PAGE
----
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indiana, gonzaga. there is one team that no one thought would be dancing this march. it more we're talking to john sally and rachel nichols. i love it time of year. i went to carolina, a big college basketball fan. who was the biggest surprise to make the tournament this year? >> so if you went to carolina, you know nothing like the pain of liberty university. which was a surprise to be in this tournament, not just to all of us, but to liberty's coach, to all of their players. pretty much everyone who went to the school after they lost their first eight games. they lost their first game by 42 points. this is not what we call a tournament team. this team had a major player injured, two players quit, their assistant coach was arrested. but it's in virginia, it's actually the school that preacher
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thknows something about faith. they had a lot of faith, they turned their team around, and as their coach tells us after they won the big south tournament and gout the and you hutomatic bid, doesn't have to encourage them, they just believe. >> i don't know how far they will get. john, you're wearing my carolina blue, although i know you're a georgia tech boy. they didn't make the field this year. i love the cinderella stories. do you have any predictions as far as who could be that team that could really make it pretty far? >> i don't know about anybody you haven't heard before. gonzaga, the fact that they're in the top four now, before they used to always be the team that crashed into the dance. now they're like a big name in the dance. i just really after watching last year, watching louisville, i'm telling you, i looked up pitino when i was down there and i'll see him again when coy
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there with prime sports. and i'm telling you, louisville is the team that will win. before everybody gets to it, i know my brackets kick in, i'm calling louisville. >> in terms of the excitement, whether you're a one seed, the cinderella story, the part of the march madness that i love is that you have a freebie at work. each and every march, there is always that study that says employees are less productive because some people watch basketball games and not work as hard. >> we get to watch television for a living, but there are people who don't do that who will be doing that professionally over the next couple week. i don't want to burst john's bubble, but the ncaa selection committee did make louisville the number one overall seed. so i'm not sure they're a secret. but there is no doubt that they are a fun team to watch. john is exactly right. they have a great shot to win it all. and it's a little spun for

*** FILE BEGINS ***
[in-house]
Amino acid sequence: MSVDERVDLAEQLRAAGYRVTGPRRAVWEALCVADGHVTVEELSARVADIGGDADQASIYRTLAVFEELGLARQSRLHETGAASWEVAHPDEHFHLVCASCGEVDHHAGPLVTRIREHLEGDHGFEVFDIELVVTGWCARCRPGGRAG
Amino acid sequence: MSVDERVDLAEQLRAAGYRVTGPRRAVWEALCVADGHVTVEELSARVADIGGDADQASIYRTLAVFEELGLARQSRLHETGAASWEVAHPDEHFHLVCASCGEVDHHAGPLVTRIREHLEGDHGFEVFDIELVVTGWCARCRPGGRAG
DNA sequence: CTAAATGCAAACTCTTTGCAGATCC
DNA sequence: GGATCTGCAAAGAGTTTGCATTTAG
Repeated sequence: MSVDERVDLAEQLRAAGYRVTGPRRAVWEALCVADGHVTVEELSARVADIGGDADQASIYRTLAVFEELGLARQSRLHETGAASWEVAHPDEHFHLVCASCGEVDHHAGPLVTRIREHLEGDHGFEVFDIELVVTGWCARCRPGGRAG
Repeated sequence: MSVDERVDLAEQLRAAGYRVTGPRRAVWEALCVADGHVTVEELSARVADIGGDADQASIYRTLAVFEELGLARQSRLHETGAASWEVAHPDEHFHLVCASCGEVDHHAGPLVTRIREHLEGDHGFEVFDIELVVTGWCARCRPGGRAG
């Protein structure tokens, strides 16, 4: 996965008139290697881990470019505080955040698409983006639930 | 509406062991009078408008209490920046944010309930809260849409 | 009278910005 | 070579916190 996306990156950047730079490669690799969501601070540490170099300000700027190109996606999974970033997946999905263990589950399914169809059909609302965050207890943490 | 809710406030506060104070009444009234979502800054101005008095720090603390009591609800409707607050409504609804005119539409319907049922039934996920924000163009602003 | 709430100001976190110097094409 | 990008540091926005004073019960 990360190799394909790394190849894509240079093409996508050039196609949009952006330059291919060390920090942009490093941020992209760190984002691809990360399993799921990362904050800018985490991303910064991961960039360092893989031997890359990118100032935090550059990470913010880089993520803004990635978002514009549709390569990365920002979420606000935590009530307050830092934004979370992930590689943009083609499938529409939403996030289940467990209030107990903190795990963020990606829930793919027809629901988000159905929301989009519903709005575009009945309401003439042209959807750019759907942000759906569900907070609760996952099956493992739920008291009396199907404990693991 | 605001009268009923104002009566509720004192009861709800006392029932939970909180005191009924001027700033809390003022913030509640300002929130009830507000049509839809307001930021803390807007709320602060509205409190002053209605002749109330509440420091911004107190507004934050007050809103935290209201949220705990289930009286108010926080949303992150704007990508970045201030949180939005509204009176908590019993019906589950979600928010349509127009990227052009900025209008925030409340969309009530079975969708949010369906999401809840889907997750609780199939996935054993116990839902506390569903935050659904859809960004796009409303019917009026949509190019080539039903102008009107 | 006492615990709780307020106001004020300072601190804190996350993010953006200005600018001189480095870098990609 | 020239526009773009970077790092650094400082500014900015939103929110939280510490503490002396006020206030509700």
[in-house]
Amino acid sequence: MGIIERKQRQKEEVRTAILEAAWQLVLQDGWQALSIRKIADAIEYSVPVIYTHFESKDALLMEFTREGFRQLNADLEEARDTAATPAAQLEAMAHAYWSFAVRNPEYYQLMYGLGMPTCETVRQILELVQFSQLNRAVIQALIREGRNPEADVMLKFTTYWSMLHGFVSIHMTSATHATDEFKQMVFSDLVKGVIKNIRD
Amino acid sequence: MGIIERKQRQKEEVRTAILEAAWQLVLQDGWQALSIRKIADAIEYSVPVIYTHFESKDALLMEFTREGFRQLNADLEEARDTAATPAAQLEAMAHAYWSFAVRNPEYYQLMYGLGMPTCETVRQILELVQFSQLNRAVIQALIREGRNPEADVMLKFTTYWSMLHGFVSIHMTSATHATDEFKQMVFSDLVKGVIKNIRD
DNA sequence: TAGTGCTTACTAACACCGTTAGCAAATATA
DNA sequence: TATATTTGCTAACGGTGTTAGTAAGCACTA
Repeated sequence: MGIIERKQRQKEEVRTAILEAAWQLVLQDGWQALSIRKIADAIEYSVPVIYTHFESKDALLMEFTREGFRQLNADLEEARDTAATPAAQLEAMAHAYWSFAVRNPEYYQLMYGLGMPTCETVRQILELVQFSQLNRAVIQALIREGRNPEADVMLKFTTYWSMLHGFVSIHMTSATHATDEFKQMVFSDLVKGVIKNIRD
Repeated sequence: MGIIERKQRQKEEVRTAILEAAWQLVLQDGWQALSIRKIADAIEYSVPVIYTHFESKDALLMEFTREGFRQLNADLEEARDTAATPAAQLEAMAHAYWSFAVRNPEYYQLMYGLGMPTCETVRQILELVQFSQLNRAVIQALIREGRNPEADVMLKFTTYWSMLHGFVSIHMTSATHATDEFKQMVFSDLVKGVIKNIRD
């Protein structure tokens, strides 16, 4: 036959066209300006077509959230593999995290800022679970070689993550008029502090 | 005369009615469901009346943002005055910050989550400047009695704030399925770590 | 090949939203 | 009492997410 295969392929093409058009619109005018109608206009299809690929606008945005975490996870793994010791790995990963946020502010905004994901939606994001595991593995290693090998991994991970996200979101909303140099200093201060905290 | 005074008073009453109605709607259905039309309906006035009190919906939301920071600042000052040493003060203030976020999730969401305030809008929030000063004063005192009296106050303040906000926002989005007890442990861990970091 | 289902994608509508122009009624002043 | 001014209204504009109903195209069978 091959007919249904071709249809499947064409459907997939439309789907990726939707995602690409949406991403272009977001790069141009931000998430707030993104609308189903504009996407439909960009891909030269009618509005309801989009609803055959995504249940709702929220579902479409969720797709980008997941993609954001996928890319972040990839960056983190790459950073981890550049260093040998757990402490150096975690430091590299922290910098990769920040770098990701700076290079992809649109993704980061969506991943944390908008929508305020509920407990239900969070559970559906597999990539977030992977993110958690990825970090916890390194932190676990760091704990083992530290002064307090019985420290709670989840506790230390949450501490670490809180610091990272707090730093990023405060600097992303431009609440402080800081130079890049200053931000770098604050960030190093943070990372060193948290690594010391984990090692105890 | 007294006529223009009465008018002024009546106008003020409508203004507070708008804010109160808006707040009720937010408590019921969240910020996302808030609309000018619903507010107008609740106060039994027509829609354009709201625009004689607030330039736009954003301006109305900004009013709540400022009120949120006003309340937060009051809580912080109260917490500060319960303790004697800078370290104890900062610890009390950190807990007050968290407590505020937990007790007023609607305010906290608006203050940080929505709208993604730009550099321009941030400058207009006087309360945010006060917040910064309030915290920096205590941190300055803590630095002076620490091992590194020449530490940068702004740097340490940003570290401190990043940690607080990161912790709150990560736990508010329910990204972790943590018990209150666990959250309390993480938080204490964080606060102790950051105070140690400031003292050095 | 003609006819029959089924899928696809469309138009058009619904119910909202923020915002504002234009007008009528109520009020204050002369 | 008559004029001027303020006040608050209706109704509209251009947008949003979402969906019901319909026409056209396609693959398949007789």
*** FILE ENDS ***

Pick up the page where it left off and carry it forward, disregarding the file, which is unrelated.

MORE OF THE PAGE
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louisville fans. because their cross state rival, kentucky, the team that won last year, they're not even in this year. they were going on the one and did not philosophy, had some great stars who went on to the nba and the new group couldn't become a cohesive ufnit, so not only is louisville the number one overall speed, they'll be playing in kentucky's arena in lexington. which was bumped down to the nit, they are have to leave their home arena to make room for their rival. >> we'll see how they do. definitely not a secret. i was talking to rachel about this last week, the heat streak, they have tied the second longest record in nba history 22 wins. going to 23 tonight against the celtics. a team which boston was the one that actually ended the 22 game winning streak five years ago today. do you want to make a call on
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that tonight? >> i'm telling you if garnett doesn't play, i'm going with these geeuys the heat. when i was on chicago, we had a long stay on the lakers. 19 games. it becomes pretty, you know, cumbersome when you sit around and go man, an added pressure that's great for you. >> okay, john salley and rachel nichols, thank you. go hill, even though my boys are eighth seed. whatever. we'll move on. thank you. march madness, i love it. coming up next, jake tapper joins me to preview his new show which debuts in a couple of minutes. what he doesn't know. we'll have a little fun with jake tapper, the new cnn ank, and have surprise questions for him. don't miss this.
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>> i'm dr. sanjay gupta, how wireless health care could change your life. >> it's very much more sophisticated way to assess somebody's fitness realtime, and allow them to create a plan around their fitness. >> everything's getting more and more precise and can help you to either, you know, elongate your career or make it the best it can be. >> i'm continually interested in and fascinated by athletes, patients, everybody wants their own data. >> meet dr. lessy saxon this sunday. [ male announcer ] the lexus command performance sales event has begun. ♪